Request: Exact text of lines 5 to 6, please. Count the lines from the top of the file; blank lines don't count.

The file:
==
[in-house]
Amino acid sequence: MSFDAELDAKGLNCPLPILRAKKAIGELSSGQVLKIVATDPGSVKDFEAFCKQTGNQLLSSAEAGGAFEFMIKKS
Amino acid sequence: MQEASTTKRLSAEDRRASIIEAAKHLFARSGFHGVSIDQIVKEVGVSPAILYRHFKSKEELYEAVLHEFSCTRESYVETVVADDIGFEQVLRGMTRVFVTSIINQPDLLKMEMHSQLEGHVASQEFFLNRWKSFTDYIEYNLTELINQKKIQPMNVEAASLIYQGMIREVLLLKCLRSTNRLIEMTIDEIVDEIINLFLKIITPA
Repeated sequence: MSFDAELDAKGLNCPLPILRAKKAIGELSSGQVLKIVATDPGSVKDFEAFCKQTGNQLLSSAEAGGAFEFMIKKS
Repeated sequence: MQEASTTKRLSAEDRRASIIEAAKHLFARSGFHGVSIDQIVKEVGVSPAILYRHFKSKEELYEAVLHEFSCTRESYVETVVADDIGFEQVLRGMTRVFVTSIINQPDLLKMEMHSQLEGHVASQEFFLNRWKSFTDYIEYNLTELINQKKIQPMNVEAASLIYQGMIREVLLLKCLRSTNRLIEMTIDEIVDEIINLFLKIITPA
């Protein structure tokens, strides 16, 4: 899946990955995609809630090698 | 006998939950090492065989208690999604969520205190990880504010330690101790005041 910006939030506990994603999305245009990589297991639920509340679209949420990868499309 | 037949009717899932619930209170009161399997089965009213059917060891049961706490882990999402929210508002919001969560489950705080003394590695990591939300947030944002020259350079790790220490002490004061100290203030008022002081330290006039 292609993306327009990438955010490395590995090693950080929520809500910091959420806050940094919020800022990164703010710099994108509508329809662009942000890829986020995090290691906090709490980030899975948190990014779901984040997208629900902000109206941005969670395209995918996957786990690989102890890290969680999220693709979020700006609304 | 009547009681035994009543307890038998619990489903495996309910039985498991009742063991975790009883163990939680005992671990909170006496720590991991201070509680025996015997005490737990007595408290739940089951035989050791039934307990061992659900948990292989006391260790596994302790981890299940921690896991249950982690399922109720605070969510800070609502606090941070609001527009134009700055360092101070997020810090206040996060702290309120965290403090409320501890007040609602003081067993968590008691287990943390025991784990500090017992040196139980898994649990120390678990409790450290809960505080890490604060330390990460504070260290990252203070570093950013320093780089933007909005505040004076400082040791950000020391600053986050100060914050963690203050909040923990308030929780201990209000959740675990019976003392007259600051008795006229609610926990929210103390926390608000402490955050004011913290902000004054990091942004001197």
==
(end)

Repeated sequence: MQEASTTKRLSAEDRRASIIEAAKHLFARSGFHGVSIDQIVKEVGVSPAILYRHFKSKEELYEAVLHEFSCTRESYVETVVADDIGFEQVLRGMTRVFVTSIINQPDLLKMEMHSQLEGHVASQEFFLNRWKSFTDYIEYNLTELINQKKIQPMNVEAASLIYQGMIREVLLLKCLRSTNRLIEMTIDEIVDEIINLFLKIITPA
């Protein structure tokens, strides 16, 4: 899946990955995609809630090698 | 006998939950090492065989208690999604969520205190990880504010330690101790005041 910006939030506990994603999305245009990589297991639920509340679209949420990868499309 | 037949009717899932619930209170009161399997089965009213059917060891049961706490882990999402929210508002919001969560489950705080003394590695990591939300947030944002020259350079790790220490002490004061100290203030008022002081330290006039 292609993306327009990438955010490395590995090693950080929520809500910091959420806050940094919020800022990164703010710099994108509508329809662009942000890829986020995090290691906090709490980030899975948190990014779901984040997208629900902000109206941005969670395209995918996957786990690989102890890290969680999220693709979020700006609304 | 009547009681035994009543307890038998619990489903495996309910039985498991009742063991975790009883163990939680005992671990909170006496720590991991201070509680025996015997005490737990007595408290739940089951035989050791039934307990061992659900948990292989006391260790596994302790981890299940921690896991249950982690399922109720605070969510800070609502606090941070609001527009134009700055360092101070997020810090206040996060702290309120965290403090409320501890007040609602003081067993968590008691287990943390025991784990500090017992040196139980898994649990120390678990409790450290809960505080890490604060330390990460504070260290990252203070570093950013320093780089933007909005505040004076400082040791950000020391600053986050100060914050963690203050909040923990308030929780201990209000959740675990019976003392007259600051008795006229609610926990929210103390926390608000402490955050004011913290902000004054990091942004001197």